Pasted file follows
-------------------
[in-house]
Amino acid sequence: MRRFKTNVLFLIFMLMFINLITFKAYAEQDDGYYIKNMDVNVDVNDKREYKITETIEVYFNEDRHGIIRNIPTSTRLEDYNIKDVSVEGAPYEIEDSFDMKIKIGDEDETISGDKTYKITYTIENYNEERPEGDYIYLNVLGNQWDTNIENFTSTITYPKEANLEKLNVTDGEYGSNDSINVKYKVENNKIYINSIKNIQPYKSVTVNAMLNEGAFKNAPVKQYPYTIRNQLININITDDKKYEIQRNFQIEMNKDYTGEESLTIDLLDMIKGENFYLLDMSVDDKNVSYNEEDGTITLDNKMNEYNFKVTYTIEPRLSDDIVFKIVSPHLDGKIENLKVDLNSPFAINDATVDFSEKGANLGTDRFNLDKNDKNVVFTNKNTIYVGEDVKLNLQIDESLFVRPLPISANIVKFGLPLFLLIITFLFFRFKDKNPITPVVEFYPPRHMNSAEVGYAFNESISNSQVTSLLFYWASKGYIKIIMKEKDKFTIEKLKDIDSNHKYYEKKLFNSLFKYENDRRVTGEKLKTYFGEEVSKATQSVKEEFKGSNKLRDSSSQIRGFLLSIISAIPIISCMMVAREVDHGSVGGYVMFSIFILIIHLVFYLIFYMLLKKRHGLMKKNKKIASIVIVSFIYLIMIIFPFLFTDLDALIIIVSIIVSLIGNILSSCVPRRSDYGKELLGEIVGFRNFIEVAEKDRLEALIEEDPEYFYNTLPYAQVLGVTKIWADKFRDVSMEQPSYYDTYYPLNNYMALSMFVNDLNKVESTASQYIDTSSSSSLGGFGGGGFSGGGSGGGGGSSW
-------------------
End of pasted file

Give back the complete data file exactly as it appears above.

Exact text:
[in-house]
Amino acid sequence: MRRFKTNVLFLIFMLMFINLITFKAYAEQDDGYYIKNMDVNVDVNDKREYKITETIEVYFNEDRHGIIRNIPTSTRLEDYNIKDVSVEGAPYEIEDSFDMKIKIGDEDETISGDKTYKITYTIENYNEERPEGDYIYLNVLGNQWDTNIENFTSTITYPKEANLEKLNVTDGEYGSNDSINVKYKVENNKIYINSIKNIQPYKSVTVNAMLNEGAFKNAPVKQYPYTIRNQLININITDDKKYEIQRNFQIEMNKDYTGEESLTIDLLDMIKGENFYLLDMSVDDKNVSYNEEDGTITLDNKMNEYNFKVTYTIEPRLSDDIVFKIVSPHLDGKIENLKVDLNSPFAINDATVDFSEKGANLGTDRFNLDKNDKNVVFTNKNTIYVGEDVKLNLQIDESLFVRPLPISANIVKFGLPLFLLIITFLFFRFKDKNPITPVVEFYPPRHMNSAEVGYAFNESISNSQVTSLLFYWASKGYIKIIMKEKDKFTIEKLKDIDSNHKYYEKKLFNSLFKYENDRRVTGEKLKTYFGEEVSKATQSVKEEFKGSNKLRDSSSQIRGFLLSIISAIPIISCMMVAREVDHGSVGGYVMFSIFILIIHLVFYLIFYMLLKKRHGLMKKNKKIASIVIVSFIYLIMIIFPFLFTDLDALIIIVSIIVSLIGNILSSCVPRRSDYGKELLGEIVGFRNFIEVAEKDRLEALIEEDPEYFYNTLPYAQVLGVTKIWADKFRDVSMEQPSYYDTYYPLNNYMALSMFVNDLNKVESTASQYIDTSSSSSLGGFGGGGFSGGGSGGGGGSSW